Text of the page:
The format may vary in minor details to fit your project, but basically please follow the guidelines below.

1. ABSTRACT (This is the last thing you will write.) A one-paragraph summary of what you wanted to do, how you went about it, and your results. This should not be more than half a page.

2. INTRODUCTION. A statement of the problem and what you wish to change. Includes:
a. An operational definition of the behavior to be changed. This may have several parts if there are several sub-behaviors.
b. A narrative statement of what is occurring. Tell the story of what you find disturbing and undesirable, or what positive changes you would like to make. Tell it clearly enough that any intelligent reader would understand, quite specifically, the present situation and how you would like to change it. Vignettes with dialogue are perfectly acceptable as part of this, and bring it to life. But they are not required.
c. A statement of your goal or goals. This is likely to take the form of an operational description of a target behavior or behaviors.

3. BASELINE. Includes:
a. A graph, showing the daily frequency of the behavior(s) you wish to change, ideally for at least two weeks. You may wish, but do not have to, include the supporting table containing the data on which the graph is based.
b. An ABC analysis, showing sample ABCs from your recording. Include enough incidents from your ABC records to allow the reader to see the pattern of what's happening. You may wish to include narrative comment on this, but it's not required.
c. (Optional) In some cases a time-and-event grid may be needed to get a good handle on what's occurring. If so, by all means include it.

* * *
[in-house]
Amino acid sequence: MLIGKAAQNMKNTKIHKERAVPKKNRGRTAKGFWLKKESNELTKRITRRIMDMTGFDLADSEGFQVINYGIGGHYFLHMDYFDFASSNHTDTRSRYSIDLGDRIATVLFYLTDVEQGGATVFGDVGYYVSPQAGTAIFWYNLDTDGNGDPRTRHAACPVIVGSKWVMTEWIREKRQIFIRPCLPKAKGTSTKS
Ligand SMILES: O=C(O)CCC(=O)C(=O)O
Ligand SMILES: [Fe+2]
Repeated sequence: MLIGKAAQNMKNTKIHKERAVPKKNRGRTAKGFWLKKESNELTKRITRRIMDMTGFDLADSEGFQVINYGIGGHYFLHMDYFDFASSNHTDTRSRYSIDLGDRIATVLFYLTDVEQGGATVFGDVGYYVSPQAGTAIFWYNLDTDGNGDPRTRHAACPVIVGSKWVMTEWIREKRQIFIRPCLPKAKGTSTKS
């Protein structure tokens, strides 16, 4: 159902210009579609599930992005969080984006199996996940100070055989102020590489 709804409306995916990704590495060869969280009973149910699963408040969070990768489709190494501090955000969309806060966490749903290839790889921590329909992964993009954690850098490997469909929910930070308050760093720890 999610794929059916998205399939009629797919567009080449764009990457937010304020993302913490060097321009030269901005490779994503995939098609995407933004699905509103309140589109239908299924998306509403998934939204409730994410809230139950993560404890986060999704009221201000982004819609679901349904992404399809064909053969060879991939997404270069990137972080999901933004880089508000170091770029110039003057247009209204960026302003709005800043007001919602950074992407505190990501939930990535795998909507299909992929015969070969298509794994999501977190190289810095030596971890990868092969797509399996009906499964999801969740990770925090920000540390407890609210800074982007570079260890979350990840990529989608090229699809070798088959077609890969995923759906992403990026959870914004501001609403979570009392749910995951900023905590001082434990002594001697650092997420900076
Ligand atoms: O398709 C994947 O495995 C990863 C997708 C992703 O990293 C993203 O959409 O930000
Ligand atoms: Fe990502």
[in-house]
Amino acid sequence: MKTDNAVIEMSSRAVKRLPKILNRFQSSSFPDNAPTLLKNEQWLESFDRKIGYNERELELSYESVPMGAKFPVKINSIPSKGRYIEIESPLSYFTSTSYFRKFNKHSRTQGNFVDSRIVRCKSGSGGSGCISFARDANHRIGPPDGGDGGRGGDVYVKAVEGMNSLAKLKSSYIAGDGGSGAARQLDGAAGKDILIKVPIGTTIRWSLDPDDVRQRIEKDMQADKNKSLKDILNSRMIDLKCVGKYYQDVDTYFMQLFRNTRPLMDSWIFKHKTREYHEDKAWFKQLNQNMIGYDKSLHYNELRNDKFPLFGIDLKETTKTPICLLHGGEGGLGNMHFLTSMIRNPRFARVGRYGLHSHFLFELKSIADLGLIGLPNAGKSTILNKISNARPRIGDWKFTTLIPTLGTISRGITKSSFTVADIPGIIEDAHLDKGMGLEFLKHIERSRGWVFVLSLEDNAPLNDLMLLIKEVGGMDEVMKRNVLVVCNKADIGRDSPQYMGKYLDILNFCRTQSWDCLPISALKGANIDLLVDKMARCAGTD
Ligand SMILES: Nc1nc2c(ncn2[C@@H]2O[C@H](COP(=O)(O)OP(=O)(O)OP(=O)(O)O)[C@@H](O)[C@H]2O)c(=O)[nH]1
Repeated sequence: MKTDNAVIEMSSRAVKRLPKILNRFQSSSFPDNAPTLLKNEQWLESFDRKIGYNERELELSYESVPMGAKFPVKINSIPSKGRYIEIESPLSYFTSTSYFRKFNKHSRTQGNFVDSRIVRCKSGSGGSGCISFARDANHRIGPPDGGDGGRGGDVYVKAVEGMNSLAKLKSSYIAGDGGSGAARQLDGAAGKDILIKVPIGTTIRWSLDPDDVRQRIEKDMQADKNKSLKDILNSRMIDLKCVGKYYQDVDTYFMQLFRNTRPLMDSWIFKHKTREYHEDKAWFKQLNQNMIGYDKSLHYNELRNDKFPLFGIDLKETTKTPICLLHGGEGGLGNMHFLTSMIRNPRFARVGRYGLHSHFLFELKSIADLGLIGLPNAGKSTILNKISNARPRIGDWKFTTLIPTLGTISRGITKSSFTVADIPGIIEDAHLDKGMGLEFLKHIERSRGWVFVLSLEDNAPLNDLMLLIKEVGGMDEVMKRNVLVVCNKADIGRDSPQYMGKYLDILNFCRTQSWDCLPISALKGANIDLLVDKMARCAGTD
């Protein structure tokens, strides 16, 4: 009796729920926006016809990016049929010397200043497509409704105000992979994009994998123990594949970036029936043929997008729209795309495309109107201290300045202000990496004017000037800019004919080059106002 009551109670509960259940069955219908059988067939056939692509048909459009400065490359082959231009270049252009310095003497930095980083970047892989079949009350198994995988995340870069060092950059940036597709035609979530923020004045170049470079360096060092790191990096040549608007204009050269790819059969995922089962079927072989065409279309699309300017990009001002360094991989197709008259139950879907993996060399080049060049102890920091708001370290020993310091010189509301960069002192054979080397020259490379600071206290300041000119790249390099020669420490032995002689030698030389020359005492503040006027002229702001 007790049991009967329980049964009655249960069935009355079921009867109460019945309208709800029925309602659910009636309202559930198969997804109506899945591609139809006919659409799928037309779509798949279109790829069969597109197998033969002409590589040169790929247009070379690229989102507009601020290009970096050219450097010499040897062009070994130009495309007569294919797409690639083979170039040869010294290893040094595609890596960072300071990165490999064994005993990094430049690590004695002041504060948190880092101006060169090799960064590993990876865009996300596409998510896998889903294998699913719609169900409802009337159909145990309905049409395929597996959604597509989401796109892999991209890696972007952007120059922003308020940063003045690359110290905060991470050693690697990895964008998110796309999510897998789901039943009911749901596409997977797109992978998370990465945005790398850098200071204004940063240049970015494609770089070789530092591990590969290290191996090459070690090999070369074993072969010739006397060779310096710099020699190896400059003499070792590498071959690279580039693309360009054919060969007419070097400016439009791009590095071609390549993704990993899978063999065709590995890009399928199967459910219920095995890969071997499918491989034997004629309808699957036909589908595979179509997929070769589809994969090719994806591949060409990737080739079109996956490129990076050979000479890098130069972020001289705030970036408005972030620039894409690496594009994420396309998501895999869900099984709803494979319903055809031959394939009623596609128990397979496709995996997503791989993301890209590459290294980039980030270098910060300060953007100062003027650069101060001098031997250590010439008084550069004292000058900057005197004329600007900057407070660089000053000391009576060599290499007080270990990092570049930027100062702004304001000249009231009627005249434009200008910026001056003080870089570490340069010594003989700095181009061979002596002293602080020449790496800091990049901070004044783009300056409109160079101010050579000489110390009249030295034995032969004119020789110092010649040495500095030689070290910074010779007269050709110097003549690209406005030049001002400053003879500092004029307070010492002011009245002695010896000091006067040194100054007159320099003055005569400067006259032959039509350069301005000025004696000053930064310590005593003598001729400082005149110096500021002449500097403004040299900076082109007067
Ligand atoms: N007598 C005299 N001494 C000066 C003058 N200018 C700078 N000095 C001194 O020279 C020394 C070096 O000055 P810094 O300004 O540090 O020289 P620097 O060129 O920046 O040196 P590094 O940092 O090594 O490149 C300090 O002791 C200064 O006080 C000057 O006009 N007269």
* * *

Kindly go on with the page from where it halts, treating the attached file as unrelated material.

4. METHOD, PROCEDURE, OR INTERVENTION PROGRAM. (Any of these titles is acceptable for this section)
Here you describe your intervention procedure which is customarily introduced after the baseline recording. If there is more than one element in your intervention, list each one separately. These may include:
a. Bringing the unwanted or desired behavior under the control of certain stimuli, possibly using narrowing or stimulus generalization.
b. Creating a chain of linked behaviors, or intercepting an unwanted behavior early in the chain.
c. Primary or secondary reinforcement for desired behavior, which may include tokens or social reinforcement from others.
d. Observation and imitation of models
e. Cognitive interventions such as recording disturbing cognitions, disputing or reframing or empirically testing them, and substituting more helpful cognitions (either word-patterns or imagery)
f. Desensitization elements (one step at a time, steps not too big)
g. Shaping--successive approximations to the desired behavior.
h. Escape or avoidance contingencies
i. Whatever else we have studied or that you can think of that may work.
Each intervention should be described with sufficient clarity that another person could read your description and carry it out.
Don't just cite a method in the abstract--For example,"I'll use thought-stopping" and assume that the reader will know what you mean. Describe exactly which thoughts and how you will stop them and what you will substitute.

This may be one section or two, as seems appropriate in your case. Results includes the continuation of your graph showing frequency and/or duration of behaviors after your intervention, and your narrative comments about what happened.
Discussion includes a statement about whether your program is finished or will continue, and if successful, what you will do to maintain the changed behavior in the future. (The last chapters in Watson & Tharp address the latter issue.) And it includes anything else you want to say about your project.